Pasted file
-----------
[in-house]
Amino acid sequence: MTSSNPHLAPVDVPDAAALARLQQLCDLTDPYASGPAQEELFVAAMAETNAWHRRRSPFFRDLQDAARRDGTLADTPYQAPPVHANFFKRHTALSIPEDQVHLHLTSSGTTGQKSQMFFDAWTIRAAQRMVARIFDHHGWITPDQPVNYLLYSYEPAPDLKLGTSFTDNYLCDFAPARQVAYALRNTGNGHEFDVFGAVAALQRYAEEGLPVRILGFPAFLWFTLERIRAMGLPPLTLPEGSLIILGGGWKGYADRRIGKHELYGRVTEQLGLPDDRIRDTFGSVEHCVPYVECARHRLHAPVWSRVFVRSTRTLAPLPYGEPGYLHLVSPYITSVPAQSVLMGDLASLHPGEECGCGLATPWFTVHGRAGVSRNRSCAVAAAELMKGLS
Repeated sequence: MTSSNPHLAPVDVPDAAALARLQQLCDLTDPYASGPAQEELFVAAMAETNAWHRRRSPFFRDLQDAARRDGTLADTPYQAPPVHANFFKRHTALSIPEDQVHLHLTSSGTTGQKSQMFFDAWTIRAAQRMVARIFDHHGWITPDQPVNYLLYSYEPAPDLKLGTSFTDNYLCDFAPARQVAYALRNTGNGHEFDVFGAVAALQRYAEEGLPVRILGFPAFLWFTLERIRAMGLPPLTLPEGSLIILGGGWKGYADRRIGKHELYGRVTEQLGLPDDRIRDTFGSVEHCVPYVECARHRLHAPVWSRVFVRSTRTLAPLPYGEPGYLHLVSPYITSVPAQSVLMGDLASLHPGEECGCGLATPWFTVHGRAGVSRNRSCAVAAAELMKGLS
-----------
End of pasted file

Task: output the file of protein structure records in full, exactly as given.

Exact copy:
[in-house]
Amino acid sequence: MTSSNPHLAPVDVPDAAALARLQQLCDLTDPYASGPAQEELFVAAMAETNAWHRRRSPFFRDLQDAARRDGTLADTPYQAPPVHANFFKRHTALSIPEDQVHLHLTSSGTTGQKSQMFFDAWTIRAAQRMVARIFDHHGWITPDQPVNYLLYSYEPAPDLKLGTSFTDNYLCDFAPARQVAYALRNTGNGHEFDVFGAVAALQRYAEEGLPVRILGFPAFLWFTLERIRAMGLPPLTLPEGSLIILGGGWKGYADRRIGKHELYGRVTEQLGLPDDRIRDTFGSVEHCVPYVECARHRLHAPVWSRVFVRSTRTLAPLPYGEPGYLHLVSPYITSVPAQSVLMGDLASLHPGEECGCGLATPWFTVHGRAGVSRNRSCAVAAAELMKGLS
Repeated sequence: MTSSNPHLAPVDVPDAAALARLQQLCDLTDPYASGPAQEELFVAAMAETNAWHRRRSPFFRDLQDAARRDGTLADTPYQAPPVHANFFKRHTALSIPEDQVHLHLTSSGTTGQKSQMFFDAWTIRAAQRMVARIFDHHGWITPDQPVNYLLYSYEPAPDLKLGTSFTDNYLCDFAPARQVAYALRNTGNGHEFDVFGAVAALQRYAEEGLPVRILGFPAFLWFTLERIRAMGLPPLTLPEGSLIILGGGWKGYADRRIGKHELYGRVTEQLGLPDDRIRDTFGSVEHCVPYVECARHRLHAPVWSRVFVRSTRTLAPLPYGEPGYLHLVSPYITSVPAQSVLMGDLASLHPGEECGCGLATPWFTVHGRAGVSRNRSCAVAAAELMKGLS